Archive | June, 2012


The Two Things You Need for a Personal Brand

Personal Branding - The Anti-Social Media“If I could only be like him.”

How many times have you said that about someone in your life? Maybe you’ve said it about someone you’ve seen on TV, or in a movie.

I know I’ve said it. That’s why when I’m at home alone, I act like a playing a video game, trying to be the heroes I see on my TV screen.

Shut up.

You know you do something just like that too.

When we talk about personal brands in social media, we look at people like Gini Dietrich, or Mari Smith, or Chris Brogan and we worship them for their ability to create a cult of personality around themselves. But is it really just a narcissistic circle jerk?

There are two things that go into strong personal brand:

  1. Strong values to stand for.
  2. Great work to stand behind.

You don’t have a personality if you don’t stand for anything. When you don’t have any values you’re a barnacle, clinging onto whatever values you can. Or maybe you’re just clay, molded into whatever values are acceptable from one person to the next.

People with great personal brands hold strong values. I believe that half-assed social networking is ruining our ability to communicate with one another. I also believe in the power of humor to educate.

These values fuel the work I do. They make sure that whatever I do, my work support those values. They charge me with doing the best work I can. This includes my online persona. I don’t allow myself to suck just because I’m trying to figure out “the Twitter” or whatever the next social networking craze is.

You don’t need tips, hints and guides to have values and do great work. All you need is a spine and the gumption to do the work.

Stop worrying about your personal brand. Start worrying about what you value, and how you can do better work.

Once you’ve got those under control, your personal brand will reveal itself.



Cyborgs - The Anti-Social MediaHow many people do you know who schedule their tweets?

I call these people cyborgs. They’re engaged, but when they can’t take the time to engage, they let the software do the talking for them by sharing content.

I understand the cyborgs. They have jobs. They have lives. They can’t spend their lives in communion with their computer or smartphone in an attempt to be a god of social networking.

But at what point do you decide that you should be a publisher when you’re not around? How do you measure the value of sharing content when you’re not there to see the conversation it creates? If the conversation is so important to you, why can’t you be there to start it in the first place?

Maybe it’s different for some people. Maybe these people are too worried about building a cult of personality around themselves than actually making social networking social.

Or maybe they’re just smart about how they use their time. I don’t know what their exact motivations are.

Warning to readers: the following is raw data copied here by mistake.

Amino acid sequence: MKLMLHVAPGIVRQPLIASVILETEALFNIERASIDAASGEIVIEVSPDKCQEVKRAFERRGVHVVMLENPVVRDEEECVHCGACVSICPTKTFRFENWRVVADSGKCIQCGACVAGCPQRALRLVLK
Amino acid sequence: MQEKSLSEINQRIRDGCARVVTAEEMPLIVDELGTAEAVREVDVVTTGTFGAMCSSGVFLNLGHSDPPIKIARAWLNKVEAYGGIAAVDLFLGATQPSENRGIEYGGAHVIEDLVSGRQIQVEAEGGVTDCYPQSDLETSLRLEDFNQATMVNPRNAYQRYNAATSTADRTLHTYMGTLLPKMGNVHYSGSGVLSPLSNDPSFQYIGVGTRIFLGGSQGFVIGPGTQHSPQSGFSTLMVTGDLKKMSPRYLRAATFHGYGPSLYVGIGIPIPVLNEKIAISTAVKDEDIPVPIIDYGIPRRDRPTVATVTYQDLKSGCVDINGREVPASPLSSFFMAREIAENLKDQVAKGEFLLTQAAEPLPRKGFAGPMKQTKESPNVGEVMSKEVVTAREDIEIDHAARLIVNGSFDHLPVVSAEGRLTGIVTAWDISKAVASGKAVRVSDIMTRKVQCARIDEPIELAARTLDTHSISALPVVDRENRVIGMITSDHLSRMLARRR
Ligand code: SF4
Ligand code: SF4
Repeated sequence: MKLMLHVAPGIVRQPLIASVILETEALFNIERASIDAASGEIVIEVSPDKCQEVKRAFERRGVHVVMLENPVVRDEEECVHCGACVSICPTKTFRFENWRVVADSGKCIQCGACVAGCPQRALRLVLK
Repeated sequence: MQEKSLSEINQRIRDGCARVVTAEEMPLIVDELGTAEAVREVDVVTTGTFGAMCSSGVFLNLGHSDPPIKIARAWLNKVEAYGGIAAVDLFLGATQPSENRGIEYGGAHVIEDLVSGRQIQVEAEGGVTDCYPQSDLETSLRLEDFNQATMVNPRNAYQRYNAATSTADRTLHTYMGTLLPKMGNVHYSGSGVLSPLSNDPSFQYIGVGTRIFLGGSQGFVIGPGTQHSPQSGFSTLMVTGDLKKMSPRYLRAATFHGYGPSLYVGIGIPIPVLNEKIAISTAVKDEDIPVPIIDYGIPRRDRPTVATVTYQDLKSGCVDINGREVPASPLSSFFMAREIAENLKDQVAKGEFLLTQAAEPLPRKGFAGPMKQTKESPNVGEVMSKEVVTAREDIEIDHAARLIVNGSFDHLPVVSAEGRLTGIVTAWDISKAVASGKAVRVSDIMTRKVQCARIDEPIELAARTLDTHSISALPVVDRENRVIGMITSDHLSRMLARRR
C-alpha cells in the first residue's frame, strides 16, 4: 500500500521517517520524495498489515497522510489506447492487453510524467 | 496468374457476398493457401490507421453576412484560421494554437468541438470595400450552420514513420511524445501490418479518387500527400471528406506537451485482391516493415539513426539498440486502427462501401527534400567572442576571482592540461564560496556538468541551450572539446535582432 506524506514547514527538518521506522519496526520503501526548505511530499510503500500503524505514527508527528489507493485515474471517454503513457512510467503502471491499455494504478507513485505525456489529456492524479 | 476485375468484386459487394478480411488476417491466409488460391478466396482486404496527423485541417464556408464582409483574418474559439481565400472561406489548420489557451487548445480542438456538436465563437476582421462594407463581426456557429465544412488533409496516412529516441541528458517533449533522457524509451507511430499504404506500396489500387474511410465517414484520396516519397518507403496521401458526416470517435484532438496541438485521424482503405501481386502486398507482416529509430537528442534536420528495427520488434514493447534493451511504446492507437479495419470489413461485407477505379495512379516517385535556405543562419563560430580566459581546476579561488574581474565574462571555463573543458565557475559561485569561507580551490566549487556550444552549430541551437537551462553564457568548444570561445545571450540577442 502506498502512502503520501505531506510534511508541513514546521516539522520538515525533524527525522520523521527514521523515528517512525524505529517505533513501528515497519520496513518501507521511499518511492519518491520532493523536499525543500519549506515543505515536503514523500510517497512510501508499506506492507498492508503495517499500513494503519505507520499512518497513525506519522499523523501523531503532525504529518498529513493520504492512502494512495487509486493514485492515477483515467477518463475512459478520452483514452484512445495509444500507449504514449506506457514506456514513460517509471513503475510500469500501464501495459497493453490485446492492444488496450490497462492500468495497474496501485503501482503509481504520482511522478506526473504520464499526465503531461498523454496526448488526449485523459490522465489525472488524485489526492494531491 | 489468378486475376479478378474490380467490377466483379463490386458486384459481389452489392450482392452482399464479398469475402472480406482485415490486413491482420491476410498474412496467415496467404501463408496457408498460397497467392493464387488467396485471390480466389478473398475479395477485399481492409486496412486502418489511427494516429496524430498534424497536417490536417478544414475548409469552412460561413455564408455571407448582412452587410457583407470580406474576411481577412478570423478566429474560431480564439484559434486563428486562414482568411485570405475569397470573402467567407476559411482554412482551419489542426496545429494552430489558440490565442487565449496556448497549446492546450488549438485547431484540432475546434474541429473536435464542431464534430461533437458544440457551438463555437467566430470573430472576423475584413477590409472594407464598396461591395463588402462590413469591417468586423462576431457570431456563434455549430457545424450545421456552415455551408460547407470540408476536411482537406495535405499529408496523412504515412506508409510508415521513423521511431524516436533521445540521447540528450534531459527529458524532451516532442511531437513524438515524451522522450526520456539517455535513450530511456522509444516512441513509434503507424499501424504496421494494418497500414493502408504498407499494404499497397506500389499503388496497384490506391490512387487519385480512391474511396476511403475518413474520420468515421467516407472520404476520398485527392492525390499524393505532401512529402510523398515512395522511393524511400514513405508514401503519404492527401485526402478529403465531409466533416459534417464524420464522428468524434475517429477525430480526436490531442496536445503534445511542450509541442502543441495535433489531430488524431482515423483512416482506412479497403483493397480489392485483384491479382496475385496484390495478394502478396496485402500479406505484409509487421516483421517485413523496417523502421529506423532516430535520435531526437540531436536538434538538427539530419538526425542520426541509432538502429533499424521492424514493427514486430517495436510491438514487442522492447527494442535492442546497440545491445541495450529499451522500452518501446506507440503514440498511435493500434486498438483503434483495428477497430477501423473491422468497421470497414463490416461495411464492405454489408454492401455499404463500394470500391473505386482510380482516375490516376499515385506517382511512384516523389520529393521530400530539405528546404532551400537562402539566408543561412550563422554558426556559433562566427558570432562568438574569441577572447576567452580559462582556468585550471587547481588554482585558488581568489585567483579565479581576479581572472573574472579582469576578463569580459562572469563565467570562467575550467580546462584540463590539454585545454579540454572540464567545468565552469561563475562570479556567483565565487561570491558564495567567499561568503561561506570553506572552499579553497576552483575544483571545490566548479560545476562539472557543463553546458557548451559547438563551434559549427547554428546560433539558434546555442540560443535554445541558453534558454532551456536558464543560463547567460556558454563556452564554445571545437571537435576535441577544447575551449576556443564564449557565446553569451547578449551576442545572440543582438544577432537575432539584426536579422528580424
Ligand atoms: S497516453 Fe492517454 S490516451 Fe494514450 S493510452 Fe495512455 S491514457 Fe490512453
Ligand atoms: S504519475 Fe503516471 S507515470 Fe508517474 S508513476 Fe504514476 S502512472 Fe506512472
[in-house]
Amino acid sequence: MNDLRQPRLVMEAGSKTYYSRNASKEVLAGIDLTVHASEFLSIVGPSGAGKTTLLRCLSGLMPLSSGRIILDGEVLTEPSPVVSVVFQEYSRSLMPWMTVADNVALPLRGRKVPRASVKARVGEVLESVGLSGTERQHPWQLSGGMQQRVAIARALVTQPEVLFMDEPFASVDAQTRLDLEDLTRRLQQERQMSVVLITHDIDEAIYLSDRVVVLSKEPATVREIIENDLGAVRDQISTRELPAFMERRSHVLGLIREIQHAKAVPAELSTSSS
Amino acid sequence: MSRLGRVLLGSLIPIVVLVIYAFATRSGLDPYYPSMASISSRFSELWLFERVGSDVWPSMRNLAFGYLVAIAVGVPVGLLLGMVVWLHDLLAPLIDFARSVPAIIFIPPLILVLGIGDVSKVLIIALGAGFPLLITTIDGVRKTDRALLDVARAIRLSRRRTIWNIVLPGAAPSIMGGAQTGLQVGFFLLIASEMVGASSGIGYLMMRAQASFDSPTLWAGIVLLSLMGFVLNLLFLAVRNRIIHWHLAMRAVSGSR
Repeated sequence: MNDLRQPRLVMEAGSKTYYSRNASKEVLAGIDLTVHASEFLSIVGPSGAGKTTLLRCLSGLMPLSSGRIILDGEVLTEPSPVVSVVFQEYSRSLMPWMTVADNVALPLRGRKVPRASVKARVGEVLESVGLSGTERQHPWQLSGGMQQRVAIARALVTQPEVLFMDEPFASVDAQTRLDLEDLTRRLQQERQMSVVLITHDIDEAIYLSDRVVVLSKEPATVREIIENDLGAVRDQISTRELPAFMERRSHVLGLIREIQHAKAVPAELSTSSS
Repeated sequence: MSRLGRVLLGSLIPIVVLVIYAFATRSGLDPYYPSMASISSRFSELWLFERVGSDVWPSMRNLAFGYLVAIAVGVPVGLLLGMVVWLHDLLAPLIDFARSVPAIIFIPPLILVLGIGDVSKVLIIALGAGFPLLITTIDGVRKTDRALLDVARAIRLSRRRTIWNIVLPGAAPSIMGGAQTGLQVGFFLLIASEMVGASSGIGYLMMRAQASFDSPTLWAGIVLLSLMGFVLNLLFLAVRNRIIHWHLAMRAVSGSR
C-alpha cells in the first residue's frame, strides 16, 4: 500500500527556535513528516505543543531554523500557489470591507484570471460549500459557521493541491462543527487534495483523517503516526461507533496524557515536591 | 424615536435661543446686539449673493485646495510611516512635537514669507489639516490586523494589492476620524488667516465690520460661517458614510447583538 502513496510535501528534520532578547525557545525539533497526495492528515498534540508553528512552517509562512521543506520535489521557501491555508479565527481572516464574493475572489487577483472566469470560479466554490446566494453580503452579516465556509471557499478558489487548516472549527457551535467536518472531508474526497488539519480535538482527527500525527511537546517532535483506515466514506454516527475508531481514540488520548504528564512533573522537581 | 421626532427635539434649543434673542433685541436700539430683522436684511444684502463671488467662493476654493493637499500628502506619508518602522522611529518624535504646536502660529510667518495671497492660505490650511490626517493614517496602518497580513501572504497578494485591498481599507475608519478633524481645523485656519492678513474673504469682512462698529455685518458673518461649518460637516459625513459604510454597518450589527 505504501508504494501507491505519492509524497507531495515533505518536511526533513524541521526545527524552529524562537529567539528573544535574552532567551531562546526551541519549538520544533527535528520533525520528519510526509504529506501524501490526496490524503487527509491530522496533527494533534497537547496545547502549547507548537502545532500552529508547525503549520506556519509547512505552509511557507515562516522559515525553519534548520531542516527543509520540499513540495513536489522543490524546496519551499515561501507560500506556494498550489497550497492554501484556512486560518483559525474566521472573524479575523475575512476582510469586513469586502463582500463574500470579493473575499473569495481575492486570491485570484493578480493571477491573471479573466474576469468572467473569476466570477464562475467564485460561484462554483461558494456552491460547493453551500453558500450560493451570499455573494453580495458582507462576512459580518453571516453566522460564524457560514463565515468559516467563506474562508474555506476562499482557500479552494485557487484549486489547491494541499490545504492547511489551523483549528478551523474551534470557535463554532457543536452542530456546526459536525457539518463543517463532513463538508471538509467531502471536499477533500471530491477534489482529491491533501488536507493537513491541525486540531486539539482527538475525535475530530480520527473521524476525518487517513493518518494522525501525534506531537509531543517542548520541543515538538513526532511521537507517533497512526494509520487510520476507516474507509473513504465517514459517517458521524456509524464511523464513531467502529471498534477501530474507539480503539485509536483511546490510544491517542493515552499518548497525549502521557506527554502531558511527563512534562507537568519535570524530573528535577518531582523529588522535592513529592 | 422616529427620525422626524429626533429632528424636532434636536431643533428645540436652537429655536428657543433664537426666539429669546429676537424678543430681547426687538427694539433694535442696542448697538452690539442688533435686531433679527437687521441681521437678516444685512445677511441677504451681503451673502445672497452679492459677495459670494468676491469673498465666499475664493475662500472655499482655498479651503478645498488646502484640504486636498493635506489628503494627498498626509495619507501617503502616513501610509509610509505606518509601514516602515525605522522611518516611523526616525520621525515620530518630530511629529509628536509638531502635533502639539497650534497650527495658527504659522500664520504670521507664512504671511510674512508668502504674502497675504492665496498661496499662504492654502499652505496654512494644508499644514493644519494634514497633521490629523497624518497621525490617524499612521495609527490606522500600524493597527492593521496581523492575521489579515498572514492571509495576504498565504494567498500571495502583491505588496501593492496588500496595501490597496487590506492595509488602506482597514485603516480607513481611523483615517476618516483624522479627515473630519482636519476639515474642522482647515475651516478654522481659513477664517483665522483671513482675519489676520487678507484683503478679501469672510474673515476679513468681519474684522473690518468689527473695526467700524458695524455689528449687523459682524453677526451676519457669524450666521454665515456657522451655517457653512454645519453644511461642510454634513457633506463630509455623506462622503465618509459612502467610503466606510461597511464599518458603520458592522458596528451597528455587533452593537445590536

What I do know is that I think something is lost when you decide that it’s more important to be a robotic publisher. If you decide you can’t be everywhere, but want to give the illusion that you are, you haven’t made the decision about what’s really important to you.

You can’t have it both ways. You have to decide where your real priorities are. If social networking is important to you, make the time to be there. If the real world is important to you, don’t spend your time trying to make yourself appear like your always online.

Don’t end up a cyborg, unable to chose what will actually make you happy and successful. Make a choice about what’s really important to you.

Are you a cyborg? What made you choose to allow the computer to take over your feeble social networking skills?



TwitterBird - The Anti-Social MediaTwitter changed it’s logo and tried to make a stink about it.

“Twitter is the bird, the bird is Twitter.”

Oh fuck that.

Twitter is about exchanging messages around the globe quickly from any device with SMS capabilities. It’s about posting what you ate for breakfast. It’s posting what you overheard at lunch. It’s making some sly observation that makes you seem both like the coolest person ever and the biggest douche on the internet. It’s waking up and telling Twitter good morning before you’ve kissed your loved ones.

Changing your logo and posting a pretentious blog post will not make you relevant.

Providing a useful service that allows people to exchange information quickly and easily will keep you in the hearts and minds of the masses. In fact, you already do that Twitter. And you do it well without being a total asshat like some other social networks I know.

So, in six months when your creative director is trying to get you to change your logo once again (“It’s made of fairy dust!”), just stop and think about how you can use that money to improve and enhance your service to your users.

Me and the rest of Twitter will thank you then.